FPGAs are being used by Microsoft to deliver faster Bing results and by Baidu for image search. FPGAs are less flexible than GPUs and execute tasks based on functionality programmed into a chip. FPGAs can be faster than GPUs on specific tasks, but are also very power hungry.

Intel plans to put FPGAs in cars, robots, servers, supercomputers and IoT devices. The chip maker has provided examples of how FPGAs could be programmed for genomics, or how the chips could tackle specific functions in a car. Integration of the FPGA into a chip will bring down power consumption and provide a direct path of communication with the CPU.

FPGAs are also being used in communications equipment, a market that Intel is chasing as 5G deployments are expected to grow exponentially. Intel’s components and equipment could also be the backbone of many IoT installations, which already use FPGAs to connect devices with cloud services.

Intel’s New Core M CPU: Everything You Need to Know

macbook core m

Things are finally heating up for Intel’s cool-running processor, with Apple utilizing a 1.1 and 1.3GHz dual-core versions in its latest, and first fanless, MacBook. Intel company first announced its Core M CPU at Computex Taipei in June, providing few details but touting the platform’s ability to power a new generation of fanless tablets and 2-in-1 laptops. Manufacturers such as Lenovo and Dell have announced products based on Core M.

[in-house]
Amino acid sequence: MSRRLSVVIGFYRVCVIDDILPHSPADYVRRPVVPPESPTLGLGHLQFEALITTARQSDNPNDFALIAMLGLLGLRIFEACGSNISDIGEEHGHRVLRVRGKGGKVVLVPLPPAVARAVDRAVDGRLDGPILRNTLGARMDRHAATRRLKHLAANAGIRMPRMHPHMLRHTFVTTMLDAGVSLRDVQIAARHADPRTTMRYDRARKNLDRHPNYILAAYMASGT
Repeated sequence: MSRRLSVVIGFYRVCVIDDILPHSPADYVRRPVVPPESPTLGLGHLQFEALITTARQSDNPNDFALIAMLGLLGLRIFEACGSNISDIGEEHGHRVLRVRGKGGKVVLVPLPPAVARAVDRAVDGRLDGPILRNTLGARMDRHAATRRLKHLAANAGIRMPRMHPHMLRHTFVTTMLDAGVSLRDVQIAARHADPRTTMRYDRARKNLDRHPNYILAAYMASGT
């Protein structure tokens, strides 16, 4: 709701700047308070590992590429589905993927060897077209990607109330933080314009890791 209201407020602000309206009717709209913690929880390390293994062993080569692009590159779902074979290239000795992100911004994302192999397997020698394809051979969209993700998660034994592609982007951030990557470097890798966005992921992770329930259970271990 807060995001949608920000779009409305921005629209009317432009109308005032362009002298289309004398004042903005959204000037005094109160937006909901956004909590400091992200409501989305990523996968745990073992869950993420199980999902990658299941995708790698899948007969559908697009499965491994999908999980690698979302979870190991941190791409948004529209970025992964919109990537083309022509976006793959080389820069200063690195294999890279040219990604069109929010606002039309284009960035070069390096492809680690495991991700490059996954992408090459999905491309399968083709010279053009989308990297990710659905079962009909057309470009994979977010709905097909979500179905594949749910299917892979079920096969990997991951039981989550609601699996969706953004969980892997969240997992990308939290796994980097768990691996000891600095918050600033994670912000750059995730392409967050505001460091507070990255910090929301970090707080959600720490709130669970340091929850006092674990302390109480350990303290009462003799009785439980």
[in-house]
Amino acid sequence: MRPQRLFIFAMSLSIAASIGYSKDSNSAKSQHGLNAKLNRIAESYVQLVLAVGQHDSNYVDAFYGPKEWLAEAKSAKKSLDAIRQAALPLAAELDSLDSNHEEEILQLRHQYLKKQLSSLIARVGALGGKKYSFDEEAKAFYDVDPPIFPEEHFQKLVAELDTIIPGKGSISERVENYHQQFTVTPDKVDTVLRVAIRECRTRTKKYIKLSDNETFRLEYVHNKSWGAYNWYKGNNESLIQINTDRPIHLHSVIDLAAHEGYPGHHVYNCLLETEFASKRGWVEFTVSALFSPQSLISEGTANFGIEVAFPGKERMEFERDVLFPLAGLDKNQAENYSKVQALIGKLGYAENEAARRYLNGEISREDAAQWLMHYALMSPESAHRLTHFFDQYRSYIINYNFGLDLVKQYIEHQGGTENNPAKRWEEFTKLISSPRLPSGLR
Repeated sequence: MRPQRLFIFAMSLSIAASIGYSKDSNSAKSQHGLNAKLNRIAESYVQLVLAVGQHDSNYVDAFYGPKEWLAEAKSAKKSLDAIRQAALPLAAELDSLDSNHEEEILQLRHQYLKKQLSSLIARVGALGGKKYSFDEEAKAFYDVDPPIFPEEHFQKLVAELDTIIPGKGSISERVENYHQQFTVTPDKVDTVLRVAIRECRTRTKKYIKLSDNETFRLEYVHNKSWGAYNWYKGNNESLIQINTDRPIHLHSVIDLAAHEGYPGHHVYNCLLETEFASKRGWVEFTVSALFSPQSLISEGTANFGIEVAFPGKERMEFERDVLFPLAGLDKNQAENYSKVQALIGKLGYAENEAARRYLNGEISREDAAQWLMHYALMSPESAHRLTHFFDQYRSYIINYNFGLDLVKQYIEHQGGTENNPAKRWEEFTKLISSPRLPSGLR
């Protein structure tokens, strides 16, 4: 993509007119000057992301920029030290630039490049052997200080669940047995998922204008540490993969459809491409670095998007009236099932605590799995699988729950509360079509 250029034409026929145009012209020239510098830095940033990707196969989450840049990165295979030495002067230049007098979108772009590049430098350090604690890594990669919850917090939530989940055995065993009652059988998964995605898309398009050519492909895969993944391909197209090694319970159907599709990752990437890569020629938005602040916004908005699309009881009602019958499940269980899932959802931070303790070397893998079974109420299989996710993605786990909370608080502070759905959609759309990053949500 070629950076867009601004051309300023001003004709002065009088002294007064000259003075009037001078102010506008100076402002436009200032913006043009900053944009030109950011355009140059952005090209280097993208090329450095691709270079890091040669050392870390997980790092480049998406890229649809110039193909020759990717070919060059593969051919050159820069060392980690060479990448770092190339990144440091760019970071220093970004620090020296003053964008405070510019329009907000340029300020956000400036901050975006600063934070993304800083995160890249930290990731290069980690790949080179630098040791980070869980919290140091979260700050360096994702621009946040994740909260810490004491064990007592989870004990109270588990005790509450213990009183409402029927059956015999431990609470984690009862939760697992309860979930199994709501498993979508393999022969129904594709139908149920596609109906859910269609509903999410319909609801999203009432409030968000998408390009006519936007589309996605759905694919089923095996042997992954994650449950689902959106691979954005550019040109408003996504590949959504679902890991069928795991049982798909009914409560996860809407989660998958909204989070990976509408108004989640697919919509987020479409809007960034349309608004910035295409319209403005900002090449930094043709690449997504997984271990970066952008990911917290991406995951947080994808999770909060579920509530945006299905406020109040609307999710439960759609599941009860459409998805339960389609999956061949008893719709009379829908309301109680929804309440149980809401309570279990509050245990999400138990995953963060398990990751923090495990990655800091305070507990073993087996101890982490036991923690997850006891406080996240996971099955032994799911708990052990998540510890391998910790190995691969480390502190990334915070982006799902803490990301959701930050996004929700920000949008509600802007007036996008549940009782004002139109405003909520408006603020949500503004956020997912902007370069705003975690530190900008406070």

Intel Core M

The first CPU based on Intel’s next-generation, 14nm Broadwell architecture, Core M operates at a TDP (Thermal Design Power) of just 4.5 watts, which compares very favorably to the previous “Haswell” notebook CPUs, which have TDPs ranging from 11.5 watts for a low-end Core i5 or Celeron to 57 watts for a quad-core, Core i7. Having lower TDP means not only longer battery life, but less heat to dissipate. With Core M, the TDP is low enough that hardware vendors can use passive cooling methods instead of fans.

TDP from 1st Gen Core to Core M

Going fanless allows manufacturers to build thinner devices that make less noise. For example, the latest MacBook half an inch thick; the second-generation Lenovo ThinkPad Helix is just .38 inches thick, compared to its .46-inch, Core i5-powered predecessor. Where the original Helix’s keyboard dock had a hinge with dual fans built-in, the new Ultrabook Keyboard has not even one fan. Last year’s model lasted just 5 hours and 48 minutes when detached from its dock, but the Lenovo promises 8 hours of endurance from the Core M-powered Helix.